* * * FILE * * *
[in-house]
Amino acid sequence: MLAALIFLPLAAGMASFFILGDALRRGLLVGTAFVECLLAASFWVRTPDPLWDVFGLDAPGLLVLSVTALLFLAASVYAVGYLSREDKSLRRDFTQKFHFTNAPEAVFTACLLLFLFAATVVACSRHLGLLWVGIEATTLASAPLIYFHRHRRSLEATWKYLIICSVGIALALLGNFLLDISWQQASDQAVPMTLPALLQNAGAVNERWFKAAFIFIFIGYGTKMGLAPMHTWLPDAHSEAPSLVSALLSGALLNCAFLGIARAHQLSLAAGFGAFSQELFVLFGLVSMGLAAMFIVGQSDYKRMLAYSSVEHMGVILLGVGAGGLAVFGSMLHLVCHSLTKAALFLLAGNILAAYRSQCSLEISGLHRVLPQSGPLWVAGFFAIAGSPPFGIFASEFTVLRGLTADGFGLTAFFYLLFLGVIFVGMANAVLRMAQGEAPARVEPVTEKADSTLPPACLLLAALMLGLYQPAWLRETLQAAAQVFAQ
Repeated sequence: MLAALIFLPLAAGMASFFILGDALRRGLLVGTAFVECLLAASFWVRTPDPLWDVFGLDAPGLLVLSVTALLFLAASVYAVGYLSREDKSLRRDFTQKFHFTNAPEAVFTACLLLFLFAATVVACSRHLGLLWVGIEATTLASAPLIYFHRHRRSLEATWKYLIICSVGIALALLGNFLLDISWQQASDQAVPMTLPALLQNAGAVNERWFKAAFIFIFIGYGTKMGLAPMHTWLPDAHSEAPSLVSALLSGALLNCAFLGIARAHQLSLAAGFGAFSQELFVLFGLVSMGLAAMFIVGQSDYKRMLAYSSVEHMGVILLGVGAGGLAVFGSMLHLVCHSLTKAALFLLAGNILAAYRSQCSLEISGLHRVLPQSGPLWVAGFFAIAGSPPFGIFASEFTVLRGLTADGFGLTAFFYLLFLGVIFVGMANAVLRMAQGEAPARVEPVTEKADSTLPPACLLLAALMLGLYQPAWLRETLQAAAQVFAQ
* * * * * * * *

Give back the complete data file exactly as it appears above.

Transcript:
[in-house]
Amino acid sequence: MLAALIFLPLAAGMASFFILGDALRRGLLVGTAFVECLLAASFWVRTPDPLWDVFGLDAPGLLVLSVTALLFLAASVYAVGYLSREDKSLRRDFTQKFHFTNAPEAVFTACLLLFLFAATVVACSRHLGLLWVGIEATTLASAPLIYFHRHRRSLEATWKYLIICSVGIALALLGNFLLDISWQQASDQAVPMTLPALLQNAGAVNERWFKAAFIFIFIGYGTKMGLAPMHTWLPDAHSEAPSLVSALLSGALLNCAFLGIARAHQLSLAAGFGAFSQELFVLFGLVSMGLAAMFIVGQSDYKRMLAYSSVEHMGVILLGVGAGGLAVFGSMLHLVCHSLTKAALFLLAGNILAAYRSQCSLEISGLHRVLPQSGPLWVAGFFAIAGSPPFGIFASEFTVLRGLTADGFGLTAFFYLLFLGVIFVGMANAVLRMAQGEAPARVEPVTEKADSTLPPACLLLAALMLGLYQPAWLRETLQAAAQVFAQ
Repeated sequence: MLAALIFLPLAAGMASFFILGDALRRGLLVGTAFVECLLAASFWVRTPDPLWDVFGLDAPGLLVLSVTALLFLAASVYAVGYLSREDKSLRRDFTQKFHFTNAPEAVFTACLLLFLFAATVVACSRHLGLLWVGIEATTLASAPLIYFHRHRRSLEATWKYLIICSVGIALALLGNFLLDISWQQASDQAVPMTLPALLQNAGAVNERWFKAAFIFIFIGYGTKMGLAPMHTWLPDAHSEAPSLVSALLSGALLNCAFLGIARAHQLSLAAGFGAFSQELFVLFGLVSMGLAAMFIVGQSDYKRMLAYSSVEHMGVILLGVGAGGLAVFGSMLHLVCHSLTKAALFLLAGNILAAYRSQCSLEISGLHRVLPQSGPLWVAGFFAIAGSPPFGIFASEFTVLRGLTADGFGLTAFFYLLFLGVIFVGMANAVLRMAQGEAPARVEPVTEKADSTLPPACLLLAALMLGLYQPAWLRETLQAAAQVFAQ